Your workday begins with your project team’s 30-minute stand-up meeting, where the state of the work and the next steps are discussed. You present your work to the team: you spent the last two days working on the assembly of a functional model and can proudly inform the project team that the commissioning of the functional model was successful. The test planning is discussed again and adapted. You are given the job of deriving a physical model from a function and simulating it with MATLAB before testing starts. This should lead to a better assessment of the expected results. The rest of the morning involves creating a simulation model and carrying out simulation testing. The afternoon begins with discussing ideas for a new project. The project manager has invited six colleagues from various fields of specialisation. You warm up with a conventional brainstorming. The ideas presented are then given the 6-3-5 method. Afterwards, you finalise the morning’s simulation work and start the first tests with the functional model with the plans you’ve prepared. Towards the end of the workday, you sit down with the project manager and discuss the results of the simulation and the first tests.
This morning, you are scheduled for a 10:00 am meeting with the customer, to provide information on the state of the work and to discuss the next steps. You therefore start the day by adding your project team’s most recent input to the presentation. The meeting goes successfully and you return to the office after lunch with the customer’s project manager. In the afternoon, you write up the minutes to the meeting and have them sent to the customer. At 15:30, there’s a meeting scheduled for the project team. You prepare this and consider the project team’s next steps. At the meeting, you allocate the tasks associated with these steps to the project team members. Afterwards, you’re scheduled for another telephone conference with the project’s selected production partner. There are problems with a plastic part that does not yet meet requirements. In English, you and the supplier discuss suggestions for the development’s possible optimisation. During the conversation, however, it becomes clear that a meeting at the customer’s place of business will be unavoidable. At the end of the day, you schedule a two-day business trip for the following week to meet with the supplier.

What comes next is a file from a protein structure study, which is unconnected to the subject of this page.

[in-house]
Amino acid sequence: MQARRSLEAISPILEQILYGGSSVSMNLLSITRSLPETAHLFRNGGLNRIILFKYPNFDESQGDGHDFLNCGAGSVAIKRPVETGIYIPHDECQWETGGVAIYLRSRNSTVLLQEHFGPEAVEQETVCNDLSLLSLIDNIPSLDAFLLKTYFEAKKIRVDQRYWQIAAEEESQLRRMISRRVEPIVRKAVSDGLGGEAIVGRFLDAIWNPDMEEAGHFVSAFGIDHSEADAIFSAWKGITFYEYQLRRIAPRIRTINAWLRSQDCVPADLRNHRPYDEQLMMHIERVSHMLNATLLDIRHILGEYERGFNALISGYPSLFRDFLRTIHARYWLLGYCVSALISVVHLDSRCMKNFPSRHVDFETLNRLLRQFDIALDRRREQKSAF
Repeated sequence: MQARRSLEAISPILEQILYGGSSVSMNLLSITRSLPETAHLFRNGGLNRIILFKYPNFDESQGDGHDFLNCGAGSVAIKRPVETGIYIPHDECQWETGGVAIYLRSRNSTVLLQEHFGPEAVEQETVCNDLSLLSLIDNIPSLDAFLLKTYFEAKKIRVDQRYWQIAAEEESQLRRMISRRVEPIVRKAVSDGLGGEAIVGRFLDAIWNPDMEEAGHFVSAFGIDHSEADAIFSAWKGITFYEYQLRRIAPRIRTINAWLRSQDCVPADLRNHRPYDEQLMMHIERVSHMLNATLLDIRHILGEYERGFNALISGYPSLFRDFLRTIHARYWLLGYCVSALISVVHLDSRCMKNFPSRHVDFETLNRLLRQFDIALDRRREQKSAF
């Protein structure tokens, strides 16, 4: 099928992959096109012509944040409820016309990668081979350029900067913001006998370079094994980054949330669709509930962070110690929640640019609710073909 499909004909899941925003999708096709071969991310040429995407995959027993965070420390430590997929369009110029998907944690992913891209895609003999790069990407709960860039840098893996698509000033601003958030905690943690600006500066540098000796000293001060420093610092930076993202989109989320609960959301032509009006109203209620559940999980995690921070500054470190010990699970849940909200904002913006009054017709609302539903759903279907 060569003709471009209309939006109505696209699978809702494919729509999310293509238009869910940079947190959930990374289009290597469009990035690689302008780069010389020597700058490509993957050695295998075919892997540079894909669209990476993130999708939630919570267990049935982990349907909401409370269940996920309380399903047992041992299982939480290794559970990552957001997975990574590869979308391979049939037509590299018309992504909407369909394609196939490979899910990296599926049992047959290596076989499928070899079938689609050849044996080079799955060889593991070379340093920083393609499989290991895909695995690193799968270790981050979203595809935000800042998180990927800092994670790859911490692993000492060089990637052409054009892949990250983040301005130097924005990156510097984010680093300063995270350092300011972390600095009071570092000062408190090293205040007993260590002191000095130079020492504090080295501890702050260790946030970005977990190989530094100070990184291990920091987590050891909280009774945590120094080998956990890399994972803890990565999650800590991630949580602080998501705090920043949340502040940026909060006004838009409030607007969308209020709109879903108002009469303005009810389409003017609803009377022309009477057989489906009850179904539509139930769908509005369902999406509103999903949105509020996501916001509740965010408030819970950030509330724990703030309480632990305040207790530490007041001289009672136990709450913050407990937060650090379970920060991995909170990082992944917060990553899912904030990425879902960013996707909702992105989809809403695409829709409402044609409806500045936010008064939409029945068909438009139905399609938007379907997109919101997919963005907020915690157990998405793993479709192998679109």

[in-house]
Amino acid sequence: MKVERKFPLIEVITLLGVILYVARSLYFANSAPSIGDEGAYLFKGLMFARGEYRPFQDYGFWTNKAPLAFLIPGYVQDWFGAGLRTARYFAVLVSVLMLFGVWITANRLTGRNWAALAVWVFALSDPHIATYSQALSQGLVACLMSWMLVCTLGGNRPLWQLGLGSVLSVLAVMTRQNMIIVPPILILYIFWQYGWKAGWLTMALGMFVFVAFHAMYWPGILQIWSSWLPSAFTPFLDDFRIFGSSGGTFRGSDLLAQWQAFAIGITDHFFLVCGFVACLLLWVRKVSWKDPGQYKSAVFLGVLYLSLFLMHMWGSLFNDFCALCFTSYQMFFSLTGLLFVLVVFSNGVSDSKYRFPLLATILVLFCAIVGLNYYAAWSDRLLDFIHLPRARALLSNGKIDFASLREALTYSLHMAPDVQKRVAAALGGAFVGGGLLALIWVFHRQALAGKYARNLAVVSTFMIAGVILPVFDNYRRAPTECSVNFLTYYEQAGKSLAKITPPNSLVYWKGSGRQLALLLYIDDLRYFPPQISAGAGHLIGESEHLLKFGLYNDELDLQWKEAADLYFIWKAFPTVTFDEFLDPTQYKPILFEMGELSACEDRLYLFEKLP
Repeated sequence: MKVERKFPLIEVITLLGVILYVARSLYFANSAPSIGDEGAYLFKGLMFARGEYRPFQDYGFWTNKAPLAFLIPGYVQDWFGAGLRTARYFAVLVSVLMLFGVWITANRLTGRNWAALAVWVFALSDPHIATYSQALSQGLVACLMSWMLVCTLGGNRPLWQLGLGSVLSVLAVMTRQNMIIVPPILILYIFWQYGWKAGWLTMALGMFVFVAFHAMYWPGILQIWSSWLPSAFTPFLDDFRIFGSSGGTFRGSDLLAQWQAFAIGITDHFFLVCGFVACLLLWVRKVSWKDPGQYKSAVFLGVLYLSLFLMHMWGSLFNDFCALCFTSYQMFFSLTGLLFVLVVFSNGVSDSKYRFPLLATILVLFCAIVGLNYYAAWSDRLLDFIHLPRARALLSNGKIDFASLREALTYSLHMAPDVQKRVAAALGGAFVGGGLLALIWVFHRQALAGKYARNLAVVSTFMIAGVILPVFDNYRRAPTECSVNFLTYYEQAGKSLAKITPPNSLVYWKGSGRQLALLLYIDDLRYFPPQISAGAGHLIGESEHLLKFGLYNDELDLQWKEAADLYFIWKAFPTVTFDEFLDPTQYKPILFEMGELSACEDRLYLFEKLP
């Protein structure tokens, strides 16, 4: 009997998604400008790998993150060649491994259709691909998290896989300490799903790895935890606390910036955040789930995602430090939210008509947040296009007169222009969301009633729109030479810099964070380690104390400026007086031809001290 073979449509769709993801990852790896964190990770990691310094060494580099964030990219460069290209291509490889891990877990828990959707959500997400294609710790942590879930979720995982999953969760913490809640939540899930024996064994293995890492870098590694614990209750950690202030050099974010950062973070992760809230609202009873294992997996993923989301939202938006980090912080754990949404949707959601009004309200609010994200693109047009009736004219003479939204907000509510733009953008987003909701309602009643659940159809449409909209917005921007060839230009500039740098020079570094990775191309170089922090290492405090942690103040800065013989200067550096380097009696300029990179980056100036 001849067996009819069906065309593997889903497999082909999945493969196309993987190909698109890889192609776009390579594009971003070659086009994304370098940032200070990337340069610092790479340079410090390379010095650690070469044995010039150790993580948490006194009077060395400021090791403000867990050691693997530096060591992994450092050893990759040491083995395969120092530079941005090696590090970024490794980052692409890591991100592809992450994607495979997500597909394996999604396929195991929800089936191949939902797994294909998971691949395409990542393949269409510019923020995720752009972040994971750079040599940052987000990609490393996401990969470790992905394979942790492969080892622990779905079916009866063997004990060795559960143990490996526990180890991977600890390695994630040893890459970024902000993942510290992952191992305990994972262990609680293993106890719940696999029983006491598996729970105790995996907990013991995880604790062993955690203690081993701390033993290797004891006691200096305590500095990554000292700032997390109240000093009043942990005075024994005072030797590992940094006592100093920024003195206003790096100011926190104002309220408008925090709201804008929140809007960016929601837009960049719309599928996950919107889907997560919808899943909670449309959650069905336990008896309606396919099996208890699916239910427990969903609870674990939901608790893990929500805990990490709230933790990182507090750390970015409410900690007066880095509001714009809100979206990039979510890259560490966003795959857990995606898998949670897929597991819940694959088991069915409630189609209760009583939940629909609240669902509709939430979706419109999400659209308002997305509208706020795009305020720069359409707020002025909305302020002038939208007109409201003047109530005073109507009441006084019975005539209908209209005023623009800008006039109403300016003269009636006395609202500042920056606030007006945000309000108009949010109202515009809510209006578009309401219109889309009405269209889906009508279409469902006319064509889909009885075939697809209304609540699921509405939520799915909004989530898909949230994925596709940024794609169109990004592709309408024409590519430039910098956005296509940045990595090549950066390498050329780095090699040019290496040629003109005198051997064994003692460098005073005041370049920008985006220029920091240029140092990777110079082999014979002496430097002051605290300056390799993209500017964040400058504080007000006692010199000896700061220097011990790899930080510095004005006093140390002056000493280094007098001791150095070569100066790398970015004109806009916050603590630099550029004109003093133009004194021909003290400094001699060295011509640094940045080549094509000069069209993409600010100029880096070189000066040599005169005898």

Head of Development (Team)
The good relationship with the customer, and the productive conversation with him at the trade fair last week, have brought fruit: you’ll pitch your ideas to the customer’s entire development team next week, so you begin the day today by preparing for your presentation. The customer asked for specific expertise, which means that one part of the presentation must be completely redone. Next up is the weekly project meeting with your three colleagues. Here, you’ll be comparing employee workloads. It’s necessary to coordinate how last week’s newly-won project is to be brought into the organisation. After lunch, you have a meeting with one of your project managers, scheduled at short notice. You’ll discuss the handling of new demands that the project team has been given by the customer’s marketing department. After summing up the situation, you decide to prepare an additional strategy and a supplemental quote. These documents will help you illustrate to the customer the additional work and the added costs arising from the new circumstances, and give the customer the information it needs to make a decision. You’ll spend the rest of the day working on this quote and preparing an accompanying presentation.